Single enzyme RT-PCR of full-length ribosomal RNA

Michael J. Hammerling, Danielle J. Yoesep, Michael C. Jewett*

*Corresponding author for this work

Research output: Contribution to journalArticlepeer-review

Abstract

The ribosome is a two-subunit, macromolecular machine composed of RNA and proteins that carries out the polymerization of a-amino acids into polypeptides. Efforts to engineer ribosomal RNA (rRNA) deepen our understanding of molecular translation and provide opportunities to expand the chemistry of life by creating ribosomes with altered properties. Toward these efforts, reverse transcription PCR (RT-PCR) of the entire 16S and 23S rRNAs, which make up the 30S small subunit and 50S large subunit, respectively, is important for isolating desired phenotypes. However, reverse transcription of rRNA is challenging due to extensive secondary structure and post-transcriptional modifications. One key challenge is that existing commercial kits for RT-PCR rely on reverse transcriptases that lack the extreme thermostability and processivity found in many commercial DNA polymerases, which can result in subpar performance on challenging templates. Here, we develop methods employing a synthetic thermostable reverse transcriptase (RTX) to enable and optimize RT-PCR of the complete Escherichia coli 16S and 23S rRNAs. We also characterize the error rate of RTX when traversing the various posttranscriptional modifications of the 23S rRNA. We anticipate that this work will facilitate efforts to study and characterize many naturally occurring long RNAs and to engineer the translation apparatus for synthetic biology.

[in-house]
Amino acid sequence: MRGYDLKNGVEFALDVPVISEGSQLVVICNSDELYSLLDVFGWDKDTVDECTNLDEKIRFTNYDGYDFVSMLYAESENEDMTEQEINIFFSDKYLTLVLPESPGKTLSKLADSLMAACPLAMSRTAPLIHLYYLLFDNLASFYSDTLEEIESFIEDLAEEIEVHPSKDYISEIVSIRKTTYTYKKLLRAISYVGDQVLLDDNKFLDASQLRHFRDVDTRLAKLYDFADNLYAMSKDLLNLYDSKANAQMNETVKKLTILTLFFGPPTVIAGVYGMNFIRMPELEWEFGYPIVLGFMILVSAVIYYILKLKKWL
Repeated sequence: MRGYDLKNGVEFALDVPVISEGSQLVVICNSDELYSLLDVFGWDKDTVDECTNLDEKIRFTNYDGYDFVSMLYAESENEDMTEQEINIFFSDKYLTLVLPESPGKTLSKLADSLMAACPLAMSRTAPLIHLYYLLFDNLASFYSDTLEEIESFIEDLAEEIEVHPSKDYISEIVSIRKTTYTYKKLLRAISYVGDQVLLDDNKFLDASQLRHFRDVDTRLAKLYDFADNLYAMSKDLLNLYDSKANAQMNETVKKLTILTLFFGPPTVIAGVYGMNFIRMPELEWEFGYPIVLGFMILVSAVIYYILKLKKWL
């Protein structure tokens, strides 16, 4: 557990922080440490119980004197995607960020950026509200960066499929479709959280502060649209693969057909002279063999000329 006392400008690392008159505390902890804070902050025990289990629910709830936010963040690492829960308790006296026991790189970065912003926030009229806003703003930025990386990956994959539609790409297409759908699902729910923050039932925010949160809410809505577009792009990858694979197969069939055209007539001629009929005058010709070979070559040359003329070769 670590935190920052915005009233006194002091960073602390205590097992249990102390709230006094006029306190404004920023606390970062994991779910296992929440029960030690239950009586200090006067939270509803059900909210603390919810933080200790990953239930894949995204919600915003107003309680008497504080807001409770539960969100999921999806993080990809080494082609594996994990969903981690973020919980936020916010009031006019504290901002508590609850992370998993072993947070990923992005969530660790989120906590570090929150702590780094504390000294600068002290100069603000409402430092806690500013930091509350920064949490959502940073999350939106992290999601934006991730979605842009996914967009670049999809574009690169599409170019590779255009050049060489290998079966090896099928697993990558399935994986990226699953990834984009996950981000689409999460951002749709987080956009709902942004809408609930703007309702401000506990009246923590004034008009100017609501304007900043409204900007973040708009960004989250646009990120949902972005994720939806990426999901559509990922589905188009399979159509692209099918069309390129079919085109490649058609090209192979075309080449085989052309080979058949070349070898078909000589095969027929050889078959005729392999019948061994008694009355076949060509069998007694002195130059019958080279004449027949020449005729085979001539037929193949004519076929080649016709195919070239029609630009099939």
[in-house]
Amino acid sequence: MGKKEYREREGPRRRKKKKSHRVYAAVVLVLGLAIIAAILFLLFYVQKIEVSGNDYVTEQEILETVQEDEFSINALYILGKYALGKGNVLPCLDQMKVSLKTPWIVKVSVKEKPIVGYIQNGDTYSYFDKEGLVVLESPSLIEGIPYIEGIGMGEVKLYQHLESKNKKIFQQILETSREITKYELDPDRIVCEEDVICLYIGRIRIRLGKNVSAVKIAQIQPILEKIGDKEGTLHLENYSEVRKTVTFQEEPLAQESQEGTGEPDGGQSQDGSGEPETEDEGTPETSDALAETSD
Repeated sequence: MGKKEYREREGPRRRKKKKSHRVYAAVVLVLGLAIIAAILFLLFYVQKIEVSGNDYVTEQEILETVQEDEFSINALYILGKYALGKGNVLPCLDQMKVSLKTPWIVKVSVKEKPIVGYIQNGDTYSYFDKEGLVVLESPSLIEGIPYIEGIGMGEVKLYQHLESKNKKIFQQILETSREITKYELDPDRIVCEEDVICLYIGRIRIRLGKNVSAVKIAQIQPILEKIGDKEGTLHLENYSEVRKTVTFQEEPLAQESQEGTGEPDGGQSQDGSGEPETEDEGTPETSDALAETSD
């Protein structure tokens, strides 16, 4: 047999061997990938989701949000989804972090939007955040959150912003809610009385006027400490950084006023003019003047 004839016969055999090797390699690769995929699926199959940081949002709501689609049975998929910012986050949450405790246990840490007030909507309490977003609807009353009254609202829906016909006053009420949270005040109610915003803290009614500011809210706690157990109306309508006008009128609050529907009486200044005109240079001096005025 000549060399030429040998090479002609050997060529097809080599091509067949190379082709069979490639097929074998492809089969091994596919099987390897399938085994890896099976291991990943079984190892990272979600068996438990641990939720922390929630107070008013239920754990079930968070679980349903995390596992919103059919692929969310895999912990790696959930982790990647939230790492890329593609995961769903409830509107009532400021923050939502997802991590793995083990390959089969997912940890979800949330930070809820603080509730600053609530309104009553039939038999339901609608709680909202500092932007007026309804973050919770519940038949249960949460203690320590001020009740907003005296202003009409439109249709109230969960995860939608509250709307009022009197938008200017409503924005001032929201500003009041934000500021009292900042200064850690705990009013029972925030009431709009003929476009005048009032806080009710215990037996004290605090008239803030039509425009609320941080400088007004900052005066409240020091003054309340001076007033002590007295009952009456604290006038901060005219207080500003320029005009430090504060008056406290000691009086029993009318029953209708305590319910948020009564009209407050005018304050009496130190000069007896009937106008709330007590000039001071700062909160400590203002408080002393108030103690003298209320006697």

Original languageEnglish (US)
Article numberysaa028
JournalSynthetic Biology
Volume5
Issue number1
DOIs
StatePublished - 2021

Keywords

  • Directed evolution
  • In vitro
  • RT-PCR
  • Ribosome construction
  • Synthetic biology

ASJC Scopus subject areas

  • Biotechnology
  • Bioengineering
  • Biomaterials
  • Biomedical Engineering
  • Agricultural and Biological Sciences (miscellaneous)

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